William Butler Yeats
William Butler Yeats, winner of the Nobel Prize for Literature and co-founder of the Abbey Theatre, is one of Ireland’s greatest writers. Born in Dublin in 1865, he spent his childhood between Sligo and London.
Born into the Angl0-Irish landowning class to a father who was himself a celebrated painter, Yeats was obsessed with the Irish Cultural revival. He was obsessed with the idea of establishing and giving voice to an Irish identity, both cultural and political, which was distinctly different from the rest of Britain.
Yeats’ poetry helps us to examine what it means to be Irish; it offers us an insight into our history; it provokes around the morality of blood sacrifice; offers a beautiful insight into the beauty of the Irish landscape and a desire to retreat from the modern world; it explores the difficult process of aging and physical decay and seeks – and ultimately achieves – immortality, through art.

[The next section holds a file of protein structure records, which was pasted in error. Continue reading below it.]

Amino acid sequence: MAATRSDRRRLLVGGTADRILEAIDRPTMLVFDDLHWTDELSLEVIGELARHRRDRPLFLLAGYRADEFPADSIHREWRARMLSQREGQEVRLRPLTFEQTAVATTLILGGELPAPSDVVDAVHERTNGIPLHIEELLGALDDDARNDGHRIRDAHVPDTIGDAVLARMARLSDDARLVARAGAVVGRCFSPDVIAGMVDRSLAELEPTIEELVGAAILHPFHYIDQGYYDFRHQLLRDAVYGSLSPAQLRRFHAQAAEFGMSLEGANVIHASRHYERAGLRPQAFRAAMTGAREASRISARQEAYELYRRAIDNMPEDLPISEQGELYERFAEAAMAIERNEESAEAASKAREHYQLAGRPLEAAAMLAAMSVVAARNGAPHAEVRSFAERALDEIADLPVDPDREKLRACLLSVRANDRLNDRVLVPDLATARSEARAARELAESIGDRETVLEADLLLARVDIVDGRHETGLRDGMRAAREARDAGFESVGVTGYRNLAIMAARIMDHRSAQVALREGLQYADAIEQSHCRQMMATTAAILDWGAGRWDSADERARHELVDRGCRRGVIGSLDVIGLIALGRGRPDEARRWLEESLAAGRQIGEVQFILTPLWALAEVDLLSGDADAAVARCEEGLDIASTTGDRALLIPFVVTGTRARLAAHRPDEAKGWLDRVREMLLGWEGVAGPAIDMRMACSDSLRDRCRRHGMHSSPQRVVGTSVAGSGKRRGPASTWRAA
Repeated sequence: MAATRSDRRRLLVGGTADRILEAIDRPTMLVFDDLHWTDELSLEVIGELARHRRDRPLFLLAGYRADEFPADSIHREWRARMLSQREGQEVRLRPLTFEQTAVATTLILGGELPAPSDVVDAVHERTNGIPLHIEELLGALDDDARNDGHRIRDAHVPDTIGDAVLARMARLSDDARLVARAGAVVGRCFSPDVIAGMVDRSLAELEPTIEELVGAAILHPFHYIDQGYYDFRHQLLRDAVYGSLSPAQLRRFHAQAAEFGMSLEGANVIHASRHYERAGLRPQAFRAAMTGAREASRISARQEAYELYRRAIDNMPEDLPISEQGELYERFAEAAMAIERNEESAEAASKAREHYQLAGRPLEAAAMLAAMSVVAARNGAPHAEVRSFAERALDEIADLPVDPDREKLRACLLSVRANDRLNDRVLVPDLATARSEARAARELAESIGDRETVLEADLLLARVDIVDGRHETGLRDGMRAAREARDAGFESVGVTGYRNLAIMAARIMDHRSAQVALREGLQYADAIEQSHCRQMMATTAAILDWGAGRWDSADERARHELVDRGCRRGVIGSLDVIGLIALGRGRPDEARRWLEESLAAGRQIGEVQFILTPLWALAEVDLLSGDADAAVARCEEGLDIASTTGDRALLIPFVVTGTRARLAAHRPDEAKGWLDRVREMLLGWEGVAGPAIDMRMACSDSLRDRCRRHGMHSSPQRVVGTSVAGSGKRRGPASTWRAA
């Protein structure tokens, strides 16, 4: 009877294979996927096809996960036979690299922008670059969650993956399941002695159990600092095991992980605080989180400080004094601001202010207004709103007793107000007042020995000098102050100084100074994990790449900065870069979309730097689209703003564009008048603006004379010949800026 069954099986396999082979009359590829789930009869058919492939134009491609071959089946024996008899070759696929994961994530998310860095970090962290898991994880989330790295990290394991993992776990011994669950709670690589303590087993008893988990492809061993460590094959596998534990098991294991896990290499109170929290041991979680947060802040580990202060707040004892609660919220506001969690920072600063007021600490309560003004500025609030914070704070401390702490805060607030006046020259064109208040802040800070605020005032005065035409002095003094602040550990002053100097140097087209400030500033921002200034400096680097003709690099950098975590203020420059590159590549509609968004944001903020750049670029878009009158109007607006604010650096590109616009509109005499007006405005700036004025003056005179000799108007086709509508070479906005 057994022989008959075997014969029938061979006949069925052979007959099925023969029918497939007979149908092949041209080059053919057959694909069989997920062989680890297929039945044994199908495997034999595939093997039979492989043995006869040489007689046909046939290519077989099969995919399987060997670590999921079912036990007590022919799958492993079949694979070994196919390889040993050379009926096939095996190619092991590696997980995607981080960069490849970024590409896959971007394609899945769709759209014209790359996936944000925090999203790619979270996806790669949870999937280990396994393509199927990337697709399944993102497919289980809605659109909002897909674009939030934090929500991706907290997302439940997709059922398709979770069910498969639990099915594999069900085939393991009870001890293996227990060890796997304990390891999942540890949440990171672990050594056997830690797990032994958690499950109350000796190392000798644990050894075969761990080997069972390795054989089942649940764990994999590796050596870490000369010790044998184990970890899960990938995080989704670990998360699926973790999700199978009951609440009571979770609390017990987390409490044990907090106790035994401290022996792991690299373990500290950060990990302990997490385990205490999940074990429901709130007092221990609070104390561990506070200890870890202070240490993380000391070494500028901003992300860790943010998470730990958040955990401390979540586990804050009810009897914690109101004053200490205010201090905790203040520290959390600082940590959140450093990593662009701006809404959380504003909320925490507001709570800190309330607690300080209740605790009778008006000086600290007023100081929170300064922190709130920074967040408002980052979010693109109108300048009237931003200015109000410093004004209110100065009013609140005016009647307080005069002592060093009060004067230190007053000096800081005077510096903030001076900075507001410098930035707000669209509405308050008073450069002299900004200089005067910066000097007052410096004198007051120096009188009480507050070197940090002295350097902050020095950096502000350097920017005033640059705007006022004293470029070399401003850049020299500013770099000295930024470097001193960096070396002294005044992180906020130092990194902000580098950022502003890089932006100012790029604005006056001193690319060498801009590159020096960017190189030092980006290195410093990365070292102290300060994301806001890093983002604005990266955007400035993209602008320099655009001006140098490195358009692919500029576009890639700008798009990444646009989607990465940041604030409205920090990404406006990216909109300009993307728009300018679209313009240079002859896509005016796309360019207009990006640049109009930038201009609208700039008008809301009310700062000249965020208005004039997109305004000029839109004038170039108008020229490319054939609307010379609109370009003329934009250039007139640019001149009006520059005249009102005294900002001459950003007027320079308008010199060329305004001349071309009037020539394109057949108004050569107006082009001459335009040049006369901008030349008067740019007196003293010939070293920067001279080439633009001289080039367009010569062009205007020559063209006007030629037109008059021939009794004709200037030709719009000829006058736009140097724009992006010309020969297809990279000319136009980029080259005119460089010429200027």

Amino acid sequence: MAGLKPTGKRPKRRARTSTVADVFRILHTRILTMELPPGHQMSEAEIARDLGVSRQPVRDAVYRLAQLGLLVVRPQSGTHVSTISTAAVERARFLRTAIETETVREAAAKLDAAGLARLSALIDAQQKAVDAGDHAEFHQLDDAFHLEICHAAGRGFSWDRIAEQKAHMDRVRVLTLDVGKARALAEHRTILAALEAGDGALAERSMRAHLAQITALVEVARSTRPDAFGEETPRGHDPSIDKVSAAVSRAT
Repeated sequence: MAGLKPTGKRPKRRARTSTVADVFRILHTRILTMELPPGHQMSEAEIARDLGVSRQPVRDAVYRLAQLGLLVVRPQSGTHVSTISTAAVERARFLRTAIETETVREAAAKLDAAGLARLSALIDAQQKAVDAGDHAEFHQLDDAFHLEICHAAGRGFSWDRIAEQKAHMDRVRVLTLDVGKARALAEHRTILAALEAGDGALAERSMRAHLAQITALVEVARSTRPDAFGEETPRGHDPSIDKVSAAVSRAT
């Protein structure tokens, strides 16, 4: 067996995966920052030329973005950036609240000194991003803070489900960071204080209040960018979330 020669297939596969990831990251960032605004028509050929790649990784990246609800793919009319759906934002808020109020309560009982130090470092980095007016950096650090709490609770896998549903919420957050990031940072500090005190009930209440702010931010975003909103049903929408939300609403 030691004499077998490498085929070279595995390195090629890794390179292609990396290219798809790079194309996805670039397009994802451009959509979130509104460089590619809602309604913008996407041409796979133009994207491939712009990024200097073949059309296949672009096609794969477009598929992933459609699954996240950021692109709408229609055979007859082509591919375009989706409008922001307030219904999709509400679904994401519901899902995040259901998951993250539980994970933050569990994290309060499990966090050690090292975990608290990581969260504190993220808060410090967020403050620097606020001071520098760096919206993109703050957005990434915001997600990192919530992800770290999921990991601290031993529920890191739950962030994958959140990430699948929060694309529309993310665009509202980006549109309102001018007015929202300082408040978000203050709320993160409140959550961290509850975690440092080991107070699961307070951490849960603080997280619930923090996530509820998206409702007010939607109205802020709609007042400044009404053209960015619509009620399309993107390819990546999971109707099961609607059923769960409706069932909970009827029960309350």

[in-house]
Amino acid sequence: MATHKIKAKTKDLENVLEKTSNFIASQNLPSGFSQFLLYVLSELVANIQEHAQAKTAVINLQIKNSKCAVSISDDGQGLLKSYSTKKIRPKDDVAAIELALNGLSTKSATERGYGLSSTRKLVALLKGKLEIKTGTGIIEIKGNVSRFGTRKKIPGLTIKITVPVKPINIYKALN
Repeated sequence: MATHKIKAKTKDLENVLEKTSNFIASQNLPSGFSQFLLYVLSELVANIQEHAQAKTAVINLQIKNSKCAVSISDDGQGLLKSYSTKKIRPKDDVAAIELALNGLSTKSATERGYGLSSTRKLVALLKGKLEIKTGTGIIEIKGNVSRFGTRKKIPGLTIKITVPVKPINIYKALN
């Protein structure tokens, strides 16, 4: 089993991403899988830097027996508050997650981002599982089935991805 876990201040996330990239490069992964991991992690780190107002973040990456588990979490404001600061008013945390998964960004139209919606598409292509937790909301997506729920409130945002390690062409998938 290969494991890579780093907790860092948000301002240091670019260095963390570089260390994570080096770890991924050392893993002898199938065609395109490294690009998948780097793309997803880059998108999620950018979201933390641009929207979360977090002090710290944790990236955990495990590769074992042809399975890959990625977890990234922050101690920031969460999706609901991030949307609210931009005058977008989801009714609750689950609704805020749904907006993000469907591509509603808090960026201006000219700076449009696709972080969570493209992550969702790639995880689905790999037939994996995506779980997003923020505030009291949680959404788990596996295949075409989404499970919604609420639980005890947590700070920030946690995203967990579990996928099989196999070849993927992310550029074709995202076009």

NOTE: This is a PODCAST not a word file – download onto your iPod/mp3 player. Listen whenever & wherever you want to help you get to grips with the poet.
In this Study Guide, we discuss the major events in his life and then analyse the following poems:
- The Lake Isle of Innisfree
- The Wild Swans At Cole
- Historical Context
- September 1913
- Easter 1916
- An Irish Airman Foresees His Death
- Sailing to Byzantium